‘What’s Hot’ List: 4/24/15

The ‘What’s Hot’ list for the week of April 24, 2015.

Reports: Comcast Bids Adieu to TWC (Multichannel, 4/23/15) Comcast is apparently ready to throw in the towel on its $67 billion merger with Time Warner Cable, concluding what has been a grueling 14-month approval process. Bloomberg News was the first to report Comcast’s decision, adding that an official announcement could come as early as Friday. The New York Times and CNBC also issued reports Thursday confirming that Comcast is stepping away from the deal.

The Research is Clear: The U.S. Invests More in Broadband Than Europe (Free State Foundation, Michael Horney, 4/20/15) On February 19, 2015, in advance of the Federal Communications Commission’s (FCC) impending Open Internet decision, Free Press submitted a Notice of Ex Parte to the agency claiming that studies which lead to the conclusion that United States Internet Service Providers (ISPs) are investing in broadband infrastructure to a greater extent than European ISPs are “completely bogus.”

CenturyLink Appeals Net Neutrality Decision (CenturyLink Blog, 4/17/15) CenturyLink, Inc. today filed a petition for review in the U.S. Court of Appeals for the D.C. Circuit challenging the Federal Communications Commission’s net neutrality order on the grounds that it is arbitrary, capricious, an abuse of discretion and a violation of federal law.

FCC Frees Up Spectrum for Low-Cost Wireless Hubs; Regulators to let users share airwaves free or pay for priority access (The Wall Street Journal Online, 04/17/2015) U.S. regulators approved a plan Friday to unlock a large swath of airwaves that could be used to set up cheap, new wireless networks. The move by the Federal Communications Commission frees up airwaves in the 3.5 gigahertz band, which are higher frequency than some Wi-Fi bands and don’t travel very far. Currently, the frequency is used for Navy radar systems along the coasts, at a smattering of Army bases, and by rural Internet providers. Otherwise it is entirely unused.

Google launches its own mobile network for Nexus 6 owners (The Verge, 4/22/15) Google is now a mobile carrier. Today the company has made official its plan to offer wireless service to owners of its Nexus 6 smartphone. It’s called Project Fi, and Google is launching an early invite program beginning today. “Similar to our Nexus hardware program, Project Fi enables us to work in close partnership with leading carriers, hardware makers, and all of you to push the boundaries of what’s possible,” the company wrote in a blog post.

Comcast-TWC Meeting With DOJ (Multichannel News Blog, 4/20/15) In the wake of news that Comcast-TWC was meeting with the Department of Justice about their proposed deal this week, Bernstein Research analyst Paul De Sa said his team still thinks the deal is more likely to get done than not. De Sa suggests that clients take stories about the deal’s progress with a grain or two of salt.

Norway Becoming First Country To Eliminate FM Radio (NPR, 4/20/15)Norway is going to eliminate FM radio in less than two years, the country’s government announced, becoming the first country in the world to do so. Norway is planning to transition completely to digital broadcasting in January 2017. The Digital Audio Broadcasting (DAB) system offers a number of benefits over FM, said Thorhild Widvey, Norway’s minister of culture, in a statement last week.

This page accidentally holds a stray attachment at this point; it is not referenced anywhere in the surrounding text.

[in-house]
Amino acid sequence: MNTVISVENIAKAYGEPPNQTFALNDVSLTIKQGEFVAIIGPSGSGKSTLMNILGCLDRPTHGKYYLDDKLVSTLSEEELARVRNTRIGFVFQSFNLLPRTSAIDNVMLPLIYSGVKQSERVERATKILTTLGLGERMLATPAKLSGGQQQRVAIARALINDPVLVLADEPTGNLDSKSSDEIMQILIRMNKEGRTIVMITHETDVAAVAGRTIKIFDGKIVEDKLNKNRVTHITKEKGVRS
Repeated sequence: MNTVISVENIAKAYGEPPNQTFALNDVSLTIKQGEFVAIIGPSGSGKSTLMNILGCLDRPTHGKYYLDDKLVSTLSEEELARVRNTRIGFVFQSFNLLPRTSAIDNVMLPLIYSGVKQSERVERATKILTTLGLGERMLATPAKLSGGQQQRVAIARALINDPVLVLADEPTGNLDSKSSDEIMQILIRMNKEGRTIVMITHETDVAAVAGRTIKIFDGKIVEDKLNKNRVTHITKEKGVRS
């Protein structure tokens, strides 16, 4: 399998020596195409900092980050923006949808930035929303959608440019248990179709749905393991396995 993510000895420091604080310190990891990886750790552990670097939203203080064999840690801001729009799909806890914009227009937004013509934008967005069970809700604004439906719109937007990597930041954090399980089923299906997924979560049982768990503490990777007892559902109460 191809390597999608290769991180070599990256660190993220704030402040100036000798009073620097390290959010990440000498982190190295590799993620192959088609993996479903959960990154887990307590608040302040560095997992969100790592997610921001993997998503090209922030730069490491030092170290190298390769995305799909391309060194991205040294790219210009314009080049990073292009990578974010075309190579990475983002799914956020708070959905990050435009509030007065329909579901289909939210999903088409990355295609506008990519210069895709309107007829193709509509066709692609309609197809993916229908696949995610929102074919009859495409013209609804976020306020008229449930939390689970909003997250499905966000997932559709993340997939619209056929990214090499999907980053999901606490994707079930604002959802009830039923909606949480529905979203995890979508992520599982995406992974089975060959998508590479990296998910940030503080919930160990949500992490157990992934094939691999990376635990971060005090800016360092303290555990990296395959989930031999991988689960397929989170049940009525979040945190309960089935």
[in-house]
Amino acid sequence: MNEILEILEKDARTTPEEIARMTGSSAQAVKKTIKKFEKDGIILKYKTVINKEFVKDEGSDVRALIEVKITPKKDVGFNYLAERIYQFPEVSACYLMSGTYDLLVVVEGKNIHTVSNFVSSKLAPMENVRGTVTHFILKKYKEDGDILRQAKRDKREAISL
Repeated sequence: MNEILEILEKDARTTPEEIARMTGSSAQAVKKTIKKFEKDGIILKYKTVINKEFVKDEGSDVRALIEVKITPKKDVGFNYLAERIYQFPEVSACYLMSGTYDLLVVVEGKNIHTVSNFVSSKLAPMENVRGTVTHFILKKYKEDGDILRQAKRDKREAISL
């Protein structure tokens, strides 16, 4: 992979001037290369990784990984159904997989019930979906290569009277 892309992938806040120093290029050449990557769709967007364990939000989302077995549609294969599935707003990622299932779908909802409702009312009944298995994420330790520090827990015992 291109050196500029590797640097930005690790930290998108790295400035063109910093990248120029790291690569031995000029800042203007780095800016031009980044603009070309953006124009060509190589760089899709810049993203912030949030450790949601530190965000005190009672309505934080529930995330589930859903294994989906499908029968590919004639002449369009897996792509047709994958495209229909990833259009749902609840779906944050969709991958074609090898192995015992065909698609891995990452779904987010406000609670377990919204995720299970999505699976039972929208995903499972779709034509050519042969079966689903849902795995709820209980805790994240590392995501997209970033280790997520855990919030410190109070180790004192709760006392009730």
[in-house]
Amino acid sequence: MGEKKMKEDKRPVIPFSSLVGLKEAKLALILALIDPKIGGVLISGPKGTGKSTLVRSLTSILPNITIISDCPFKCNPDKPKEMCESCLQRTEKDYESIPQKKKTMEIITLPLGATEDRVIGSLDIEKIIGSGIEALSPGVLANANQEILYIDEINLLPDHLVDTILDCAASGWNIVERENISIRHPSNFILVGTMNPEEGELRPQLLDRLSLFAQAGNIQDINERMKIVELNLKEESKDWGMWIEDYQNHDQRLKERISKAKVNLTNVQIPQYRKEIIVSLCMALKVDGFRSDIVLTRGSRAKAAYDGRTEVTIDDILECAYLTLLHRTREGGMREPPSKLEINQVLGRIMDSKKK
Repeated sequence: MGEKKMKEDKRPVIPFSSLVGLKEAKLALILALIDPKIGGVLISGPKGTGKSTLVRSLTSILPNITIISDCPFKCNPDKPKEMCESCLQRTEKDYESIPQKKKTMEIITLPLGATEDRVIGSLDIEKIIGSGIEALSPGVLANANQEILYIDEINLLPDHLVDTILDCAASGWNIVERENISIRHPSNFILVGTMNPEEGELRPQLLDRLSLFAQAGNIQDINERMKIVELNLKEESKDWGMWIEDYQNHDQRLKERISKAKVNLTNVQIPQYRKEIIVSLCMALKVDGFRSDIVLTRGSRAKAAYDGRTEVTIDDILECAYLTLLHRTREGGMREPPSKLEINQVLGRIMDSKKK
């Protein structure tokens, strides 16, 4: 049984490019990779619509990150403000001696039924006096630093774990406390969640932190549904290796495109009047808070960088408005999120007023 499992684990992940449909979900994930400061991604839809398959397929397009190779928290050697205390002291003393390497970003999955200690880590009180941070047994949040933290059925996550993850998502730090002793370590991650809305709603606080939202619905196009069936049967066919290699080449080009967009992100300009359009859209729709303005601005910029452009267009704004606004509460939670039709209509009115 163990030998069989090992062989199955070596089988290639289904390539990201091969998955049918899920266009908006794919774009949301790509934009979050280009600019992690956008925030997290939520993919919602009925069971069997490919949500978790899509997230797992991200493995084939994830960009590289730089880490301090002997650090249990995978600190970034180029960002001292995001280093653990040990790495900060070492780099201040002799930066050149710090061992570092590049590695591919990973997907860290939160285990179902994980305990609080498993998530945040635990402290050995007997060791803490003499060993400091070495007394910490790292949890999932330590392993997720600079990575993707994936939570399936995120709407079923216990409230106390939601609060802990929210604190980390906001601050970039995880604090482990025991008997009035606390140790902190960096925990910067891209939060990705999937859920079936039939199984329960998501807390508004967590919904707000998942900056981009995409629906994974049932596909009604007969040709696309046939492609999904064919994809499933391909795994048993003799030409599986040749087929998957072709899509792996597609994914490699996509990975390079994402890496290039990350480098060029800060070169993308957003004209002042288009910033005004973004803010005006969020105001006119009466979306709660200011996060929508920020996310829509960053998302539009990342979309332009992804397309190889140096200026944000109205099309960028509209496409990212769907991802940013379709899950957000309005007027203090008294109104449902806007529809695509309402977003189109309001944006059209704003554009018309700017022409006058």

The FTC wants to talk about the ‘sharing economy’ (The Washington Post, Switch Blog, 4/17/15) The Internet and mobile apps have made it easier than ever to convert underused assets into extra cash via the so-called “sharing economy.” And tech companies that provide the infrastructure for these markets including Airbnb and Uber have expanded dramatically in recent years.

Senate Dems press regulators to block Comcast merger (The Hill, 4/21/15) A group of Senate Democrats is ramping up pressure on federal regulators to block the $45 billion proposed merger of Comcast and Time Warner Cable. If the merger went through, the senators said, the cable giant’s increasing share of the market would “lead to higher prices, fewer choices and poorer quality of service for Americans.” “Comcast-TWC’s monopoly power to dictate the terms of transactions with programmers will also force companies from across the country to reevaluate their business models, including the content they produce and the prices they charge,” they wrote.

Pew Does Its Homework: Broadband Gap Remains (Broadcasting & Cable, 4/21/15) The good news is that the majority of American homes with school-age children (82.5%) have broadband access. The bad news: Some 5 million households with those kids don’t have access, and black and Hispanic households make up a disproportionate share of those. That is according to Pew Research Center analysis of 2013 census data, looking at the so-called broadband “homework gap.”

Legal exposure from net neutrality prompts local lawsuit (San Antoinio Business Journal, Anna-Maria Kovacs, 4/17/15)Alamo Broadband Inc. — a broadband Internet access provider with about 700 customers scattered over roughly 500 square miles of Texas — has filed a lawsuit seeking to overturn the Federal Communications Commission’s open Internet order. Why would Alamo sue the FCC? To try to head off the unending FCC proceedings and lawsuits to which the FCC has exposed it.